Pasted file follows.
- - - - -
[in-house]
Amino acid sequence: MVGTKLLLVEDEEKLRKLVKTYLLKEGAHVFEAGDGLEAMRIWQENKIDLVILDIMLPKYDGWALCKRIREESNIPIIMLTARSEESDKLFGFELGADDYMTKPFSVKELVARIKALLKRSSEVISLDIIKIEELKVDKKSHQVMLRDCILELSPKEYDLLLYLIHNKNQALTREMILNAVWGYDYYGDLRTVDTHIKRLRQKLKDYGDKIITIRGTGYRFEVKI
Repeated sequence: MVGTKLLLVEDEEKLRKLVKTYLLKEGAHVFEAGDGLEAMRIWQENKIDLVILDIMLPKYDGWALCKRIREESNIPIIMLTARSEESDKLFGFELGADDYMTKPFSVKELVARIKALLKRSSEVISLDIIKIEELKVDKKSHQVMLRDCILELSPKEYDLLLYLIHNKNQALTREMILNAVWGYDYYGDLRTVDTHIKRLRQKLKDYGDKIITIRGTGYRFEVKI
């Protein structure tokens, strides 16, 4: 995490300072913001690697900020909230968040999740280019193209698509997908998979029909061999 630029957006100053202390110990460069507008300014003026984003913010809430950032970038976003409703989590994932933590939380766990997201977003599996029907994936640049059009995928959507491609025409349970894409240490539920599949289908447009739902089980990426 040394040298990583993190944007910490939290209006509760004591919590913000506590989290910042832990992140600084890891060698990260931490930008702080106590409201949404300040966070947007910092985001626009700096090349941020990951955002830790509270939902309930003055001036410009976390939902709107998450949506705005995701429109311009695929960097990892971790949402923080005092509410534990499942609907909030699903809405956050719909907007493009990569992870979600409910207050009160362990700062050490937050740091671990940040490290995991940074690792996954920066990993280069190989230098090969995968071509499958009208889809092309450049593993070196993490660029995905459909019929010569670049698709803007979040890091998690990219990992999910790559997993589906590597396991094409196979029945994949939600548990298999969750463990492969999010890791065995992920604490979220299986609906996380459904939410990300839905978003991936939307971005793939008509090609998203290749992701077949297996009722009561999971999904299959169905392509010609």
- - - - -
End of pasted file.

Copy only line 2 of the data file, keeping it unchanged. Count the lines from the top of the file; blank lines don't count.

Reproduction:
Amino acid sequence: MVGTKLLLVEDEEKLRKLVKTYLLKEGAHVFEAGDGLEAMRIWQENKIDLVILDIMLPKYDGWALCKRIREESNIPIIMLTARSEESDKLFGFELGADDYMTKPFSVKELVARIKALLKRSSEVISLDIIKIEELKVDKKSHQVMLRDCILELSPKEYDLLLYLIHNKNQALTREMILNAVWGYDYYGDLRTVDTHIKRLRQKLKDYGDKIITIRGTGYRFEVKI